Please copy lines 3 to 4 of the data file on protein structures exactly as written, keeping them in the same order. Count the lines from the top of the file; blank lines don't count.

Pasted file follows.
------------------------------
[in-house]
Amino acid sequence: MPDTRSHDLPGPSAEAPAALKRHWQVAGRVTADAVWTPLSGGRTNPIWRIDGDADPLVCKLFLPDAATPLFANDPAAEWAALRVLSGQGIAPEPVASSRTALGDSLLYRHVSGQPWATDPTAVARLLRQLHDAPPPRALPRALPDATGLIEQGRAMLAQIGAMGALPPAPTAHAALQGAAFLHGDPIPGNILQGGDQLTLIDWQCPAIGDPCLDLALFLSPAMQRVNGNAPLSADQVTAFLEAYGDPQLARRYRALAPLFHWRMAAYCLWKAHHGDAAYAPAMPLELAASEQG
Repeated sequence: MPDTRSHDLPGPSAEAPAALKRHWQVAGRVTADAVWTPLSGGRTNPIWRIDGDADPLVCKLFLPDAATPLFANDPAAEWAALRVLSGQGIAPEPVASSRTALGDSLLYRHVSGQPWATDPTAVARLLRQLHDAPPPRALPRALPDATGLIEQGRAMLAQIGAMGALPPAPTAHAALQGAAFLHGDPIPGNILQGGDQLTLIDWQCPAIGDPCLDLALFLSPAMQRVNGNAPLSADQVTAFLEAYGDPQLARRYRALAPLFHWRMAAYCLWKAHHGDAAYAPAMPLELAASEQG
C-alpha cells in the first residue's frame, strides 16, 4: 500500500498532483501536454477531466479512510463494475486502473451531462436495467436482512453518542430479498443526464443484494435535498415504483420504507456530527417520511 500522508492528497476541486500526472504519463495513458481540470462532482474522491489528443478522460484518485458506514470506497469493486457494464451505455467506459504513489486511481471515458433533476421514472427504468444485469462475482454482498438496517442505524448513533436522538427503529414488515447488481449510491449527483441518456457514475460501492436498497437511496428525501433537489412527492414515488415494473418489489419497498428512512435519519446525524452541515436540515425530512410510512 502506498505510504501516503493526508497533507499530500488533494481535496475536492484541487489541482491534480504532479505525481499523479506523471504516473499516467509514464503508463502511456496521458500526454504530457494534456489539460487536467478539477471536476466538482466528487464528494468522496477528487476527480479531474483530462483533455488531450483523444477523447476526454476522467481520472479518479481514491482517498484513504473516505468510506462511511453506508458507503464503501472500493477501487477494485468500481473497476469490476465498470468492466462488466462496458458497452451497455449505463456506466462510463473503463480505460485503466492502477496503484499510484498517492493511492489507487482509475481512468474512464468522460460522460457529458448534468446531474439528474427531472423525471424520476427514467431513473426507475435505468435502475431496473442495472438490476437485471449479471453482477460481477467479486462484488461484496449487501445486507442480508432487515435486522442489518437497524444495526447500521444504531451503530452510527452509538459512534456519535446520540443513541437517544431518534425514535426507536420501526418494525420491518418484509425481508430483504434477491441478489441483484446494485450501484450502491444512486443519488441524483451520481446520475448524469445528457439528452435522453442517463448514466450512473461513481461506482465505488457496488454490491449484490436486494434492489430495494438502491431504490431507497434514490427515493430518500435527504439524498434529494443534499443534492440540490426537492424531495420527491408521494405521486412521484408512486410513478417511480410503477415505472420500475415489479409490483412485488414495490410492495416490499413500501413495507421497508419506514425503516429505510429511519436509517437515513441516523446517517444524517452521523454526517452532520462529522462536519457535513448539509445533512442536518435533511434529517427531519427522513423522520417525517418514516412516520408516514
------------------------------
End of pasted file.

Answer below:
Repeated sequence: MPDTRSHDLPGPSAEAPAALKRHWQVAGRVTADAVWTPLSGGRTNPIWRIDGDADPLVCKLFLPDAATPLFANDPAAEWAALRVLSGQGIAPEPVASSRTALGDSLLYRHVSGQPWATDPTAVARLLRQLHDAPPPRALPRALPDATGLIEQGRAMLAQIGAMGALPPAPTAHAALQGAAFLHGDPIPGNILQGGDQLTLIDWQCPAIGDPCLDLALFLSPAMQRVNGNAPLSADQVTAFLEAYGDPQLARRYRALAPLFHWRMAAYCLWKAHHGDAAYAPAMPLELAASEQG
C-alpha cells in the first residue's frame, strides 16, 4: 500500500498532483501536454477531466479512510463494475486502473451531462436495467436482512453518542430479498443526464443484494435535498415504483420504507456530527417520511 500522508492528497476541486500526472504519463495513458481540470462532482474522491489528443478522460484518485458506514470506497469493486457494464451505455467506459504513489486511481471515458433533476421514472427504468444485469462475482454482498438496517442505524448513533436522538427503529414488515447488481449510491449527483441518456457514475460501492436498497437511496428525501433537489412527492414515488415494473418489489419497498428512512435519519446525524452541515436540515425530512410510512 502506498505510504501516503493526508497533507499530500488533494481535496475536492484541487489541482491534480504532479505525481499523479506523471504516473499516467509514464503508463502511456496521458500526454504530457494534456489539460487536467478539477471536476466538482466528487464528494468522496477528487476527480479531474483530462483533455488531450483523444477523447476526454476522467481520472479518479481514491482517498484513504473516505468510506462511511453506508458507503464503501472500493477501487477494485468500481473497476469490476465498470468492466462488466462496458458497452451497455449505463456506466462510463473503463480505460485503466492502477496503484499510484498517492493511492489507487482509475481512468474512464468522460460522460457529458448534468446531474439528474427531472423525471424520476427514467431513473426507475435505468435502475431496473442495472438490476437485471449479471453482477460481477467479486462484488461484496449487501445486507442480508432487515435486522442489518437497524444495526447500521444504531451503530452510527452509538459512534456519535446520540443513541437517544431518534425514535426507536420501526418494525420491518418484509425481508430483504434477491441478489441483484446494485450501484450502491444512486443519488441524483451520481446520475448524469445528457439528452435522453442517463448514466450512473461513481461506482465505488457496488454490491449484490436486494434492489430495494438502491431504490431507497434514490427515493430518500435527504439524498434529494443534499443534492440540490426537492424531495420527491408521494405521486412521484408512486410513478417511480410503477415505472420500475415489479409490483412485488414495490410492495416490499413500501413495507421497508419506514425503516429505510429511519436509517437515513441516523446517517444524517452521523454526517452532520462529522462536519457535513448539509445533512442536518435533511434529517427531519427522513423522520417525517418514516412516520408516514